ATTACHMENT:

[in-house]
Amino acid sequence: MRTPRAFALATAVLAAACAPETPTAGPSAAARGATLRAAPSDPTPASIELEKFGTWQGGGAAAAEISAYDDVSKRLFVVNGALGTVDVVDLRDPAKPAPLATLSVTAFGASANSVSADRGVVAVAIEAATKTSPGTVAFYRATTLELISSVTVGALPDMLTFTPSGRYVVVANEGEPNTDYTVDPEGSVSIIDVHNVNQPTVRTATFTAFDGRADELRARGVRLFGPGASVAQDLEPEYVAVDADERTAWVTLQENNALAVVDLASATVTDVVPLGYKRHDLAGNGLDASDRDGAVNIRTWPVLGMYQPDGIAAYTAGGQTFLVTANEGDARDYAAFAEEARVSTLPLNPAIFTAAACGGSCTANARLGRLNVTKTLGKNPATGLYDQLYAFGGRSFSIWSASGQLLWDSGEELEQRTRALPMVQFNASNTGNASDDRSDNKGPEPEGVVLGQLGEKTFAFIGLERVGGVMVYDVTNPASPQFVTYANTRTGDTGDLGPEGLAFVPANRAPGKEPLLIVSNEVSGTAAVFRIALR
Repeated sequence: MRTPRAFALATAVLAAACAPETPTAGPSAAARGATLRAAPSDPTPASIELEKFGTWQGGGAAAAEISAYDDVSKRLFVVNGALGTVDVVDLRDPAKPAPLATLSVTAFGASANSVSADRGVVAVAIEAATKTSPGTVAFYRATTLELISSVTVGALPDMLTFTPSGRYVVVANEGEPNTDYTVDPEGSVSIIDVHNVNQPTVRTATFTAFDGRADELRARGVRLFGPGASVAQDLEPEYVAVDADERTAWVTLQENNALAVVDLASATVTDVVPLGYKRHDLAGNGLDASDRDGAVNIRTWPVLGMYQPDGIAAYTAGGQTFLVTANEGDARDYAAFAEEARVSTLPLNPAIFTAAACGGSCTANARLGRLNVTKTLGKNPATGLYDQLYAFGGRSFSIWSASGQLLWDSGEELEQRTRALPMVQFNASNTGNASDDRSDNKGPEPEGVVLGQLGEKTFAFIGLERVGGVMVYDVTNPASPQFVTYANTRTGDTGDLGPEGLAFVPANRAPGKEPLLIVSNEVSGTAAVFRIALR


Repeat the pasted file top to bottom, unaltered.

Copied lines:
[in-house]
Amino acid sequence: MRTPRAFALATAVLAAACAPETPTAGPSAAARGATLRAAPSDPTPASIELEKFGTWQGGGAAAAEISAYDDVSKRLFVVNGALGTVDVVDLRDPAKPAPLATLSVTAFGASANSVSADRGVVAVAIEAATKTSPGTVAFYRATTLELISSVTVGALPDMLTFTPSGRYVVVANEGEPNTDYTVDPEGSVSIIDVHNVNQPTVRTATFTAFDGRADELRARGVRLFGPGASVAQDLEPEYVAVDADERTAWVTLQENNALAVVDLASATVTDVVPLGYKRHDLAGNGLDASDRDGAVNIRTWPVLGMYQPDGIAAYTAGGQTFLVTANEGDARDYAAFAEEARVSTLPLNPAIFTAAACGGSCTANARLGRLNVTKTLGKNPATGLYDQLYAFGGRSFSIWSASGQLLWDSGEELEQRTRALPMVQFNASNTGNASDDRSDNKGPEPEGVVLGQLGEKTFAFIGLERVGGVMVYDVTNPASPQFVTYANTRTGDTGDLGPEGLAFVPANRAPGKEPLLIVSNEVSGTAAVFRIALR
Repeated sequence: MRTPRAFALATAVLAAACAPETPTAGPSAAARGATLRAAPSDPTPASIELEKFGTWQGGGAAAAEISAYDDVSKRLFVVNGALGTVDVVDLRDPAKPAPLATLSVTAFGASANSVSADRGVVAVAIEAATKTSPGTVAFYRATTLELISSVTVGALPDMLTFTPSGRYVVVANEGEPNTDYTVDPEGSVSIIDVHNVNQPTVRTATFTAFDGRADELRARGVRLFGPGASVAQDLEPEYVAVDADERTAWVTLQENNALAVVDLASATVTDVVPLGYKRHDLAGNGLDASDRDGAVNIRTWPVLGMYQPDGIAAYTAGGQTFLVTANEGDARDYAAFAEEARVSTLPLNPAIFTAAACGGSCTANARLGRLNVTKTLGKNPATGLYDQLYAFGGRSFSIWSASGQLLWDSGEELEQRTRALPMVQFNASNTGNASDDRSDNKGPEPEGVVLGQLGEKTFAFIGLERVGGVMVYDVTNPASPQFVTYANTRTGDTGDLGPEGLAFVPANRAPGKEPLLIVSNEVSGTAAVFRIALR